water softener diagramCan I clean my water softener with bleach?

You can use bleach to clean your brine tank and rinse out your resin bed. Short term exposure to moderate levels of bleach will not significantly damage the resin’s ion exchange capacity. Bleach is also very effective at neutralizing resin-fouling bacteria and sanitizing your system. However, when using bleach, be sure to keep it between 50-100 mg/L (or parts-per-million). Stronger concentrations of bleach will degrade the softener’s resin and weaken its ability to eliminate the hardness minerals. Prolonged exposure to oxidants will eventually render resin powerless. This is why many people who are softening chlorinated municipal water pass their water through a carbon filter to dechlorinate it before it reaches the water softener. 

Why is my water softener turning the water brown?

Brown water emerging from your water softener is usually the result of iron and manganese building up in your mineral tank and fouling the softener resin. However, brown water can also be a sign that there is a sediment build-up in your tank, that you have eroding pipes, or is the byproduct of flushed water mains. Tannins in your well water can also cause brown and yellow tea-colored water to appear throughout your home.

Water softeners are adept at removing ferrous iron (dissolved iron) from your water supply. Given that iron is the most bountiful element in the earth’s crust, iron is prevalent in groundwater across the world. While municipal water supplies are unlikely to contain iron, iron is a very common water quality issue for well owners. When dissolved iron oxidizes, it becomes ferric iron (insoluble iron). This iron will manifest in your resin bed as brown slugs that will discolor your water. Over time, the iron will accumulate on your resin bed, and you will need to rinse the iron out to prevent the resin from fouling. Iron fouling will not only turn your water brown, but it will also diminish the softener’s efficiency and restrict flow rates. Oxidized iron molecules are around 20 times larger than their dissolved counterparts, so they quickly dwarf the resin beads and eliminate their water softening capacities. Fortunately, you can eliminate rust particles from your water softener easily with resin cleaners.  

If sediment is collecting in your mineral tank and giving your water a brown tint, you will need to deep clean the resin tank and install a sediment filter before the softener. You can use a phosphoric acid resin cleaner to help flush silt, heavy metals, and organic compounds out of the water softener. However, water softeners should be protected from dirt and debris, as sediment damages the screens and injectors inside of the softener’s control valve and will cause the system to fail prematurely. Sediment filters provide integral protection to water filtration systems, as well as prevent debris and particulate matter from appearing in your drinking water. However, there are many water quality issues that could potentially lead to discolored water. If neither iron nor sediments like sand, rust, or tannins are causing your water to turn unappealing colors, it is wise to perform a thorough water test and refrain from consuming the water until you’ve identified the source of the contamination.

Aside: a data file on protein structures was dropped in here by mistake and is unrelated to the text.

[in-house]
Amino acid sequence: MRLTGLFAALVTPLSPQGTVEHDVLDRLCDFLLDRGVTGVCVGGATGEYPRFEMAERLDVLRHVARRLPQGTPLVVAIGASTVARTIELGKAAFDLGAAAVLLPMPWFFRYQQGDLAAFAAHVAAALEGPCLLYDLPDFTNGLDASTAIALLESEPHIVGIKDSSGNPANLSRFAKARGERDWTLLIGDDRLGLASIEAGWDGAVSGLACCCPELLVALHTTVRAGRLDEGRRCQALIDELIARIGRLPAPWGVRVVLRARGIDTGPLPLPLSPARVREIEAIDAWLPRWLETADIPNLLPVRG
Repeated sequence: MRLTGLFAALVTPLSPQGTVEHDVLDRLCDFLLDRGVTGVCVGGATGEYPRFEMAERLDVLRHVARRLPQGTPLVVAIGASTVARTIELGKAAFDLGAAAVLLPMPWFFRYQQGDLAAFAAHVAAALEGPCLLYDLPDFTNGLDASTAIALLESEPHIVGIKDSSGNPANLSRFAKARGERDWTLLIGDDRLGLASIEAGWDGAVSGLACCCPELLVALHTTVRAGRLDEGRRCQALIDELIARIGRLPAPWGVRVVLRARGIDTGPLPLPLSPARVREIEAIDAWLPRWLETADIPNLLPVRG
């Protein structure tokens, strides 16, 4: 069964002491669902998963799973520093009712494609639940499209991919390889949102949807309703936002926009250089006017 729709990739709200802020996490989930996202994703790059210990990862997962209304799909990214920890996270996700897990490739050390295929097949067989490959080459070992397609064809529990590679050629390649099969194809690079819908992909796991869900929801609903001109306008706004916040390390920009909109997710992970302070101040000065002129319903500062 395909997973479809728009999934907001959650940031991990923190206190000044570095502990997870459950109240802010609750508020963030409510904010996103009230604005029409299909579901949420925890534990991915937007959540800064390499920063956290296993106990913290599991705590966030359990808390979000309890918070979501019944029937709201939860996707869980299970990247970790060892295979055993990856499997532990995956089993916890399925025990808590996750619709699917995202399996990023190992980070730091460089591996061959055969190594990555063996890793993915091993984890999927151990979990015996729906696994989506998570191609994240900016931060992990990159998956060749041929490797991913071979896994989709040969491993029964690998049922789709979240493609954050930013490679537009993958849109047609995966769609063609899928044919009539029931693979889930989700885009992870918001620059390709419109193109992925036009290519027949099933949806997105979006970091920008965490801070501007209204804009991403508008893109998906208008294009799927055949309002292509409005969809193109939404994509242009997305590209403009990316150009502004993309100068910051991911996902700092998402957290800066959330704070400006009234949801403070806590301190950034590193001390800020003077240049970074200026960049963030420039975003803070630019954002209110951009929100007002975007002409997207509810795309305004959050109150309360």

Learn how to remove iron from well water. | Explore how sediment filters work

How do I clean iron out of my water softener? 

Resin cleaners like Rust Out chemically alter the iron and rust accumulated on your water softener’s resin bed before flushing it out of the softening system. Water softener regeneration cycles are not capable of removing the entirety of dissolved iron from the system on their own. The iron remnants will solidify into rust particles, stick to the resin beads, and muddy the color of your water. Regularly cleaning your water softener with a product like Rust Out will protect the softener’s service life. A softener clogged with iron particles will also be much less effective at reducing water hardness, as resin beads covered in iron won’t be recharged during regeneration. 

To remove iron from your water softener resin: 

    1. Dissolve 1 cup of Rust Out in 1/2 gallons of cold water.  
    2. Pour the solution into your brine well. For softeners without brine tanks, pour the solution directly into the brine tank. Make sure you add the resin cleaner directly into the water when the salt levels are low. If you add the solution onto dry salt, it will not mix evenly with the water. 
    3. Initiate a regeneration cycle using the control valve. The water softener will flush the Rust Out throughout your mineral tank and will wash all the collected rust and iron particles down the drain. 
    4. Taste your water. If there is still discoloration or a chemical aftertaste to the water, continue regenerating the media until the water comes out clean and clear. Mineral tanks with heavy iron build-up may take multiple cycles. 

After you’ve completed this process, you’ll want to engage in preventative maintenance to ensure that your water softener never becomes overwhelmed by iron again. When adding 40 lbs. of salt to the brine tank, layer in 1/4 of a cup of the Rust Out resin cleaner. Disperse the cleaner throughout the salt to ensure that each regeneration cycle introduces a dose of the cleaner to your tank. Repeat this process every 3-12 months (depending on how much iron is in your well).

water softener salt

Can a water softener cause low pressure?